The sale of human beings in the market on board the ship is carried on thus: Every day people come from the city of Philadelphia and other places and go on board the newly-arrived ship that has brought and offers passengers for sale....When they come to an agreement, adult persons usually bind themselves in writing to serve from 3-6 years according to their age and strength. But very young people, from ten to fifteen years, must serve till they are twenty-one years old.
Many parents must sell and trade away their children like so many head of cattle, for if their children take the debt upon themselves, the parents can leave the ship free and unrestrained but as the parents often do not know where and to what people their children are going it often happens that such parents and children, after leaving the ship, do not see each other again for many years, perhaps no more in all their lives.
Gottlieb Mittelberger, a German Redemptioner, 1750
Many of these slaves we transport from Guinea to America are prepossessed with the opinion that they are carried like sheep to the slaughter, and that Europeans are fond of their flesh; which notion so far prevails with some as to make them fall into a deep melancholy and despair, and to refuse all sustenance, tho' never so much compelled or even beaten to oblige them to take some nourishment....I have been necessitated sometimes to cause the teeth of these wretches to be broken, because they would not open their mouths, or be prevailed upon by any entreaties to feed themselves; and thus have forced some sustenance into their throats.
John Barbot, 1682
Questions To Think About
1. Why do you think the Virginians were incapable of feeding themselves--when the Indians were able to grow corn, the woods were filled with game, and the rivers were covered with geese and filled with fish?
2. Why did these individuals migrate to the New World?
3. Describe their experiences in migrating to America.
4. What do these quotations tell us about colonial attitudes toward labor?
Demographic Conditions in the English Colonies
Starving times: Crude death rate first winter
| Jamestown || Plymouth |
| 638 (per thousand) || 490 (per thousand) |
In 1607, the Susan Constant discharged l05 passengers;
six months later, two-thirds were dead.
Between l607 and l624, 6,000-10,000 colonists arrived;
but only l,275 remained alive.
Child Mortality in New England
| 180-200 of every l,000 died first year || 35-40 percent failed to reach adulthood |
| Death rate for infants in Salem, Mass. (per thousand) |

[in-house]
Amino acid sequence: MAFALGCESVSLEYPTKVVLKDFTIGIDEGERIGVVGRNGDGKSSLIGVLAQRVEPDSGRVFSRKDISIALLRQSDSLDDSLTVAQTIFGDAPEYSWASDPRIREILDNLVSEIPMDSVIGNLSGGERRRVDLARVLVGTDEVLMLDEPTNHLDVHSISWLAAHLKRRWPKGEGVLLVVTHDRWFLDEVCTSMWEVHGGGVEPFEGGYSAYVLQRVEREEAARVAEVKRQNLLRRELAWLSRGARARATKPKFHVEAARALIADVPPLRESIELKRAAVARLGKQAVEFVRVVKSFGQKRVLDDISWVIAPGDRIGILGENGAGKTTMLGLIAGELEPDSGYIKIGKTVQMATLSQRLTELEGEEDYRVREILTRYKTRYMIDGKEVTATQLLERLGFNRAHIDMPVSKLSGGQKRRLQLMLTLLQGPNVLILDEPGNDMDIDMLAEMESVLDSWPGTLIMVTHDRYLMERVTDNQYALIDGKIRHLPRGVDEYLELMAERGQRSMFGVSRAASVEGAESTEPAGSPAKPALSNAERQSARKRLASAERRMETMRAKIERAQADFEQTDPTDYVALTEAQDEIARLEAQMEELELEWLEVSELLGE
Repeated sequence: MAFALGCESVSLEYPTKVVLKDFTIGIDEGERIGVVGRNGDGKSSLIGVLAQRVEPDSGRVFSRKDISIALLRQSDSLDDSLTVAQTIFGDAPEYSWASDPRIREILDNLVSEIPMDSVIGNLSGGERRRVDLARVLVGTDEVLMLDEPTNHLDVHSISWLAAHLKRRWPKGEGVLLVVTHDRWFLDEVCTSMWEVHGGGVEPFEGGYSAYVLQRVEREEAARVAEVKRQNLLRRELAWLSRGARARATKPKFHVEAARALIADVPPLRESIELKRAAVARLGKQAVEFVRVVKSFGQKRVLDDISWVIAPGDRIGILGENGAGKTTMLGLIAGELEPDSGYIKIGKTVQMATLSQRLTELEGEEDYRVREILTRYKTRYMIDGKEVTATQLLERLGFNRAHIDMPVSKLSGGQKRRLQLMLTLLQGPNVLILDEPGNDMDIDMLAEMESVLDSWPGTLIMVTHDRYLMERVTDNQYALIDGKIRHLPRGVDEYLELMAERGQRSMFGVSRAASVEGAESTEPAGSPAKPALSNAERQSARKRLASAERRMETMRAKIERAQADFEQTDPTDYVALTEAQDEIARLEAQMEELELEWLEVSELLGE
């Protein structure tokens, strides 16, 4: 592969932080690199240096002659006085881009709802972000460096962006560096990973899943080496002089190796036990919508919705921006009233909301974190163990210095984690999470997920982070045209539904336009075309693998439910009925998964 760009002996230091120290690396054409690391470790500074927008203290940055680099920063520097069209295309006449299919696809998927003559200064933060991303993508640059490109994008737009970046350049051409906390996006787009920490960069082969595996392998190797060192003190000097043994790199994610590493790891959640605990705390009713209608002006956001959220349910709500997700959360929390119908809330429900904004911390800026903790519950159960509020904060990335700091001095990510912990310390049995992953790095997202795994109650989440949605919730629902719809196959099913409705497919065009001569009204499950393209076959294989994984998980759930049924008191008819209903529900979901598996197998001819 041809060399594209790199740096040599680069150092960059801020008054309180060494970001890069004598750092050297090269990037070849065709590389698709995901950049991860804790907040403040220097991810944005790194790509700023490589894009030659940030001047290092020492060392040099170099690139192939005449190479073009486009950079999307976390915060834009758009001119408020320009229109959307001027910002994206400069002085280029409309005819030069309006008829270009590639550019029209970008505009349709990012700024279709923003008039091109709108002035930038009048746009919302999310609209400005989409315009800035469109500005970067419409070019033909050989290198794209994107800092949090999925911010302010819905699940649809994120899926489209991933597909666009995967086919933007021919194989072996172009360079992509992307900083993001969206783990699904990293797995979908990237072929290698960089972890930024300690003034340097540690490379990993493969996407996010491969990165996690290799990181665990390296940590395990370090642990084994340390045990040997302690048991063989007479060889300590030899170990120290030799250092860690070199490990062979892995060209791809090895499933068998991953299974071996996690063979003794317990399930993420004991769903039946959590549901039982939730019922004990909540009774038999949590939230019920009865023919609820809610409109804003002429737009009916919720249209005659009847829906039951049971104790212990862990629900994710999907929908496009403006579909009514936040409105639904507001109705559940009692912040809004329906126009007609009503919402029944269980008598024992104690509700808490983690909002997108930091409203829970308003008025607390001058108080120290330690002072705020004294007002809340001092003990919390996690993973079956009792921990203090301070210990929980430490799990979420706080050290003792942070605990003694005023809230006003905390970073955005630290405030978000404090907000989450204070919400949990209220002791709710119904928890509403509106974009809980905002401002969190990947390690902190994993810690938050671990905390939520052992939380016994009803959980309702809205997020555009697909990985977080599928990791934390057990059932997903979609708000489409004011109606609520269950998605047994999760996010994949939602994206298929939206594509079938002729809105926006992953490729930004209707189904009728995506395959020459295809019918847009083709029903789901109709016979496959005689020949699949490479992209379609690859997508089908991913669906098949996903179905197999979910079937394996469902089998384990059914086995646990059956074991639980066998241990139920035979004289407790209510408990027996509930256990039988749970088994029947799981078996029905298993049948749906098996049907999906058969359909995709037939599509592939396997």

| ||17th century ||18th century |
| Girls || 313 || 178 |
| Boys || 202 || 105 |
Causes of Death in New England
| Epidemic diseases: |
| killed 30 per l,000 during mid-l8th century |
| killed 20 percent |
Comparative Death Rates
| Jamestown, after l630 || 40-50 per thousand |
| French and English villages || 40 per thousand |
| New England || 24-26 per thousand |
| 1.5-2 percent death rate per pregnancy |
Average Life Expectancy at Age 20
During the Seventeenth Century
| Married Women in Middlesex County, Virginia || 39 |
| Married Men in Middlesex County, Virginia || 48 |
| Women in Andover, Massachusetts || 62 |
| Men in Andover, Massachusetts || 64 |
| Women in Plymouth, Massachusetts || 62 |
| Men in Plymouth, Massachusetts || 69 |
Growth of the Colonial Population
| || South || Difference |
| 1640 || 26,634 || 26,037 || 596 |
| 1670 || 111,935 || 107,400 || 4,535 |
| 1700 || 250,888 || 223,071 || 27,817 |
| 1740 || 905,563 || 755,539 || 150,024 |
| 1770 || 2,148,076 || 1,688,254 || 459,822 |
Questions To Think About
1. How did life expectancy in the Northern and Chesapeake colonies compare? What implications might this have upon the nature of family life in the two regions?
2. What factors may have contributed to the discrepancy in life expectancy in the two regions?
3. Why might women have had a shorter life expectancy than men?
| Declining Mortality, 1780-1820 |
| || 1780 || 1820 |
| Northern states |
| 28 per thousand || 20 per thousand |
| Infants || 180-200 per thousand || 140-160 per thousand |
| Population growth rate || 3.5 percent |
| Doubling time || 20-25 years |
| Average number of children per family || 7-8 surviving children |
| New England in the early 18th century |
| 98 percent |
| 93 percent |
| End of the l8th century |
| 78 percent |
| Average age of marriage for women |
| 20 |
| 18 |
| Declining Fertility |
Proportion of families with 6 or more surviving children
| pre-1700 || 75 percent |
| 1700s || 67 |
| 1800-30 || 40 |
| 1830-60 || 20 |
| 1860-1900 || 10 |
Questions To Think About
1. How does the growth of the colonial population compare to the growth of the American population today?
2. What were the major contributors to the growth of the colonial population?
3. What factors may have contributed to the decline in fertility after 1800?
The Roots of American Slavery
Slave Imports into the Americas, 1500-1870
Number of imports
Proportion of black population in the Americas in 1825
| British North America || |
| Spanish America || |
| || |
| British Caribbean || |
| French Caribbean || |
| || |
| Dutch Caribbean || |
| || |
| Danish Caribbean || |
| || |
| Brazil || |
| || |
| Old World || |
| || |
| Total || |
| || |
Slave Population in the Colonies, 1650-1770
|Year ||North ||South ||Total |
| 1650 |